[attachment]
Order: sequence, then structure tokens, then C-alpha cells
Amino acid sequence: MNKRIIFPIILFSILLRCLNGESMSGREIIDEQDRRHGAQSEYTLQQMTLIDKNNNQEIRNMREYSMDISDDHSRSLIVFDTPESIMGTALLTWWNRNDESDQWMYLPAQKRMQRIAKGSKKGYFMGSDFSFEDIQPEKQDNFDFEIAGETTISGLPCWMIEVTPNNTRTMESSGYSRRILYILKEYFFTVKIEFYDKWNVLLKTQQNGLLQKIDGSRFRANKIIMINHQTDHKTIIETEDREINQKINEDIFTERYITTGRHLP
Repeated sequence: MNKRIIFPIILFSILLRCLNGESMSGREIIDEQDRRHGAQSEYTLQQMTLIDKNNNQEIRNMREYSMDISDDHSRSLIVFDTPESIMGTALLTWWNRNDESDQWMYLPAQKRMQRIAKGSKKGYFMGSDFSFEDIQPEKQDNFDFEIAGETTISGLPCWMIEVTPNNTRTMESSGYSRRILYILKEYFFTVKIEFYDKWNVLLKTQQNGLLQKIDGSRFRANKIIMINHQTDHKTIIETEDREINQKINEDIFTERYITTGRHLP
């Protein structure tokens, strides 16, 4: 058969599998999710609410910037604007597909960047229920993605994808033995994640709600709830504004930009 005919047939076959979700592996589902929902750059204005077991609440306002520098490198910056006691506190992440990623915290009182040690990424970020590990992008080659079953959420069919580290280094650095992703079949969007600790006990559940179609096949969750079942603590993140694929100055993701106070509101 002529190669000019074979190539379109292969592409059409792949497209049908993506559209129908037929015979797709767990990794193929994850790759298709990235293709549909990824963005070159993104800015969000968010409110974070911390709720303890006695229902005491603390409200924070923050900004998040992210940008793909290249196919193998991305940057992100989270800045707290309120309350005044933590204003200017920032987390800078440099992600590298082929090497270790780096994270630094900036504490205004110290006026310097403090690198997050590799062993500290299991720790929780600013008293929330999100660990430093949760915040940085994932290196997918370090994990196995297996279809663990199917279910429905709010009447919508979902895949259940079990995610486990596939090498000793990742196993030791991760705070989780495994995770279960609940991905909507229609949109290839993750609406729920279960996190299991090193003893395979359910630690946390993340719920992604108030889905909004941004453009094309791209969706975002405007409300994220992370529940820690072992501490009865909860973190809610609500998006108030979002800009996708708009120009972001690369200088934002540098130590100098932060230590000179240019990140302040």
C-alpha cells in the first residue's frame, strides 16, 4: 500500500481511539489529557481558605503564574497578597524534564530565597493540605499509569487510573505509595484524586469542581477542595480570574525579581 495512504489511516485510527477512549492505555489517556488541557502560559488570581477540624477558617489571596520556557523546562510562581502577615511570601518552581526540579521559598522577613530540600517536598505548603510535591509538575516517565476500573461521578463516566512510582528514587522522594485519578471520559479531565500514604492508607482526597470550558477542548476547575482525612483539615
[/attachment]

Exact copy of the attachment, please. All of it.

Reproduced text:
Order: sequence, then structure tokens, then C-alpha cells
Amino acid sequence: MNKRIIFPIILFSILLRCLNGESMSGREIIDEQDRRHGAQSEYTLQQMTLIDKNNNQEIRNMREYSMDISDDHSRSLIVFDTPESIMGTALLTWWNRNDESDQWMYLPAQKRMQRIAKGSKKGYFMGSDFSFEDIQPEKQDNFDFEIAGETTISGLPCWMIEVTPNNTRTMESSGYSRRILYILKEYFFTVKIEFYDKWNVLLKTQQNGLLQKIDGSRFRANKIIMINHQTDHKTIIETEDREINQKINEDIFTERYITTGRHLP
Repeated sequence: MNKRIIFPIILFSILLRCLNGESMSGREIIDEQDRRHGAQSEYTLQQMTLIDKNNNQEIRNMREYSMDISDDHSRSLIVFDTPESIMGTALLTWWNRNDESDQWMYLPAQKRMQRIAKGSKKGYFMGSDFSFEDIQPEKQDNFDFEIAGETTISGLPCWMIEVTPNNTRTMESSGYSRRILYILKEYFFTVKIEFYDKWNVLLKTQQNGLLQKIDGSRFRANKIIMINHQTDHKTIIETEDREINQKINEDIFTERYITTGRHLP
């Protein structure tokens, strides 16, 4: 058969599998999710609410910037604007597909960047229920993605994808033995994640709600709830504004930009 005919047939076959979700592996589902929902750059204005077991609440306002520098490198910056006691506190992440990623915290009182040690990424970020590990992008080659079953959420069919580290280094650095992703079949969007600790006990559940179609096949969750079942603590993140694929100055993701106070509101 002529190669000019074979190539379109292969592409059409792949497209049908993506559209129908037929015979797709767990990794193929994850790759298709990235293709549909990824963005070159993104800015969000968010409110974070911390709720303890006695229902005491603390409200924070923050900004998040992210940008793909290249196919193998991305940057992100989270800045707290309120309350005044933590204003200017920032987390800078440099992600590298082929090497270790780096994270630094900036504490205004110290006026310097403090690198997050590799062993500290299991720790929780600013008293929330999100660990430093949760915040940085994932290196997918370090994990196995297996279809663990199917279910429905709010009447919508979902895949259940079990995610486990596939090498000793990742196993030791991760705070989780495994995770279960609940991905909507229609949109290839993750609406729920279960996190299991090193003893395979359910630690946390993340719920992604108030889905909004941004453009094309791209969706975002405007409300994220992370529940820690072992501490009865909860973190809610609500998006108030979002800009996708708009120009972001690369200088934002540098130590100098932060230590000179240019990140302040």
C-alpha cells in the first residue's frame, strides 16, 4: 500500500481511539489529557481558605503564574497578597524534564530565597493540605499509569487510573505509595484524586469542581477542595480570574525579581 495512504489511516485510527477512549492505555489517556488541557502560559488570581477540624477558617489571596520556557523546562510562581502577615511570601518552581526540579521559598522577613530540600517536598505548603510535591509538575516517565476500573461521578463516566512510582528514587522522594485519578471520559479531565500514604492508607482526597470550558477542548476547575482525612483539615